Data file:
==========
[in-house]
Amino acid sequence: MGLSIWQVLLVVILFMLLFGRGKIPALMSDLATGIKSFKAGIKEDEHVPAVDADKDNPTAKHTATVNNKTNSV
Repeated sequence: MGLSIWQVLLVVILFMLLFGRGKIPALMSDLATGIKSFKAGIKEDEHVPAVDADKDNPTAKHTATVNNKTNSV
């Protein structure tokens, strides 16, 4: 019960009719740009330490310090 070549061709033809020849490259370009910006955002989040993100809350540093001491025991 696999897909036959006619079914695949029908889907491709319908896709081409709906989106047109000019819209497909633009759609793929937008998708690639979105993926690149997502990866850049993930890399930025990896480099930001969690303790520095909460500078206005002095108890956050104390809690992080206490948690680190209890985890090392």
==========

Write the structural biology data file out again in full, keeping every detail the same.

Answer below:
[in-house]
Amino acid sequence: MGLSIWQVLLVVILFMLLFGRGKIPALMSDLATGIKSFKAGIKEDEHVPAVDADKDNPTAKHTATVNNKTNSV
Repeated sequence: MGLSIWQVLLVVILFMLLFGRGKIPALMSDLATGIKSFKAGIKEDEHVPAVDADKDNPTAKHTATVNNKTNSV
């Protein structure tokens, strides 16, 4: 019960009719740009330490310090 070549061709033809020849490259370009910006955002989040993100809350540093001491025991 696999897909036959006619079914695949029908889907491709319908896709081409709906989106047109000019819209497909633009759609793929937008998708690639979105993926690149997502990866850049993930890399930025990896480099930001969690303790520095909460500078206005002095108890956050104390809690992080206490948690680190209890985890090392």